Breukelen Houses

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Coordinates: 40°39′04″N 73°53′38″W / 40.651°N 73.894°W / 40.651; -73.894 Breukelen Houses (pronounced brook-line), also known as Breukelen or Brookline Projects, is a large housing complex maintained in Canarsie, Brooklyn, by the New York City Housing Authority (NYCHA).

Its main office is located at 618 East 108th Street, Brooklyn, NY 11236. It is bounded by Flatlands Avenue, East 103rd Street, Williams Avenue and Stanley Avenue. The community sits on 64.98 acres (26.30 ha) and consists of 1,595 apartment units inside 30 structures, all of which are either three or seven stories high. As of March 2008 the population was estimated to be 4,038.The development was completed October 31, 1952.[1]

History[edit]

Breukelen gets its name from the Dutch in 1683, when present-day Brooklyn was known as Breukelen. It later changed to Brockland, Brocklin, Brookline, and finally Brooklyn.[2] The housing project borders the community of Flatlands to the southeast, which the Dutch originally called Nieuw Amersfoort. It, along with the towns of New Lots, Flatbush, and Gravesend, were annexed by the city of Brooklyn between 1886 and 1896.[3]

In 2001 the New York City Housing Authority authorized $4.5 million in upgrades to Breukelen Houses.[4] Residents enjoyed new fencing, walkways, shrubbery, playgrounds, and updated lighting. In February 2007 the Breukelen Community Center opened its doors to the homeless as one of nine winter emergency “warming spots” in the city.[5]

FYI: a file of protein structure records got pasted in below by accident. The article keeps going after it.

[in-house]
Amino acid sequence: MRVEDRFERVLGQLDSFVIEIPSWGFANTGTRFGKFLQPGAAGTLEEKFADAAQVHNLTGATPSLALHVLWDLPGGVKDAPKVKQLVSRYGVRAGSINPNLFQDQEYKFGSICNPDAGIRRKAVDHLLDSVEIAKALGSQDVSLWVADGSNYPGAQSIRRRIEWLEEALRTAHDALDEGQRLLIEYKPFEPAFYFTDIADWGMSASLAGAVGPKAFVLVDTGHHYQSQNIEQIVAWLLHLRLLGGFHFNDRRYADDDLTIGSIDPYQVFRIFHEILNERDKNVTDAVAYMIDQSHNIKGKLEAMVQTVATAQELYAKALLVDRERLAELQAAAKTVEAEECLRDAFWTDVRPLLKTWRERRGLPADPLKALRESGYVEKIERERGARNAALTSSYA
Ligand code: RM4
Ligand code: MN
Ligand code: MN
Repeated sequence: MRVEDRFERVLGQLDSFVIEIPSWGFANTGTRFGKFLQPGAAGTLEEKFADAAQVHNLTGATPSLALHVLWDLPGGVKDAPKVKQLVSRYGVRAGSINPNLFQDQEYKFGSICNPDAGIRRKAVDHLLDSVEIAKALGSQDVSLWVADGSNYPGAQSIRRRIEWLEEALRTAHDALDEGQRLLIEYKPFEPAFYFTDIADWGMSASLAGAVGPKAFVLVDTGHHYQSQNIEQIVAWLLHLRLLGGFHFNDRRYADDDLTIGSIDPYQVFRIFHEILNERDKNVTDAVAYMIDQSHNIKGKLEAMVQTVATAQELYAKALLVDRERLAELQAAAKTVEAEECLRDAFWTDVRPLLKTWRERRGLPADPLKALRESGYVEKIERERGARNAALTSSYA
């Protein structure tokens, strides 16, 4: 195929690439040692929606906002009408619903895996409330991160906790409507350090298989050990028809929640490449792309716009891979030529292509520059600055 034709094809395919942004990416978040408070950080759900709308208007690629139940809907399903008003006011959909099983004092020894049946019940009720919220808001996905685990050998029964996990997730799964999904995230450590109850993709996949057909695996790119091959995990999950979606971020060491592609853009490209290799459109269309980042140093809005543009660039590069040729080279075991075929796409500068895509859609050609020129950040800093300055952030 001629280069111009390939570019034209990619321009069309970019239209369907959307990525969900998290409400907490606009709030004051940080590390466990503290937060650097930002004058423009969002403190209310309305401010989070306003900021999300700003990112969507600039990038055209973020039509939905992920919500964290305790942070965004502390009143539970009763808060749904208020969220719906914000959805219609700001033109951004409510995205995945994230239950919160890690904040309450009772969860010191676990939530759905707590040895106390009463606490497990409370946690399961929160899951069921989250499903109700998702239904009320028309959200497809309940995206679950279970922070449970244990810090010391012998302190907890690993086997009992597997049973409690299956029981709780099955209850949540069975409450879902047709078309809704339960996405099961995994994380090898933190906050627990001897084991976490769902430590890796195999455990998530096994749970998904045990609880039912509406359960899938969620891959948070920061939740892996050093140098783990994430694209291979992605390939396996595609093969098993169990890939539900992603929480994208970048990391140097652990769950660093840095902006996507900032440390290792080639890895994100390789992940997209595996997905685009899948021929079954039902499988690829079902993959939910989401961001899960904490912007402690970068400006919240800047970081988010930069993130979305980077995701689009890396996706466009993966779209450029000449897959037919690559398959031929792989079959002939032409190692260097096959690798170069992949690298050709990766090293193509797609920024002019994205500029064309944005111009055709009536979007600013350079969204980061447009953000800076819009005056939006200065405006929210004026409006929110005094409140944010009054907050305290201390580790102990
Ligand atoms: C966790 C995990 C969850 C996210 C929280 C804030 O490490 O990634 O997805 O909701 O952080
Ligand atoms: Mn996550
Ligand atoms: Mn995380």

NYCHA's funding problems[edit]

Officials of the NYCHA claim their woes are due to “chronic federal under-funding”.[6] As a result, in recent years many residents within the Breukelen community have expressed fears of mass privatization and pending rent hikes. As of June 2007 the NYCHA held a deficit of over $200 million with little to no fiscal help from Albany (state capital) or Washington in sight. Additionally, the NYCHA has lost $999 million between 2001 and 2008.[6] In spite of it financial insufficiency, the NYCHA is not going to privatize housing. Instead they're selling surplus NYCHA land to the city's housing agency to develop affordable housing.[7] They’ve also made staff and expense cuts and have more impending employee cutbacks in the works.

Nevertheless, Julia Vitullo-Martin[7] purports that a potential buyer offered up $1.3 billion for an area of public housing in East New York that might encompass some or all of Breukelen Houses. Furthermore, Mayor Bloomberg stated on a radio show in 2007 that public housing has to pay for itself. With the NYCHA’s perpetual debt and with pressures from private, city, state, and federal departments, privatization may in fact be in Breukelen’s future.

References[edit]

  1. ^ "NYCHA Housing Developments". New York City Housing Authority. Retrieved 2008-05-15. 
  2. ^ Ellis, Edward Robb (1966). The Epic of New York City. Old Town Books. p. 53. 
  3. ^ Frisbie, Richard (1996). "Early Five Boroughs History: Coming of the Dutch". Hope Farm Press. Retrieved 2008-05-15. 
  4. ^ "Bruekelen Houses to get $4.5M in improvements". Canarsie Courier . 2001. Retrieved 2008-03-13. 
  5. ^ New York City. Homepage (2007). News From the Blue Room. Accessed March 13th 2008 from http://www.nyc.gov
  6. ^ a b Elliot, Eileen (2008). "NYCHA Adopts Preliminary Budget For 2008" (PDF). New York City Housing Authority Journal. Retrieved 2008-05-15. 
  7. ^ a b Vitullo-Martin, Julia (2007-06-07). "Turning a Profit for the Projects". New York Post. Retrieved 2008-05-15.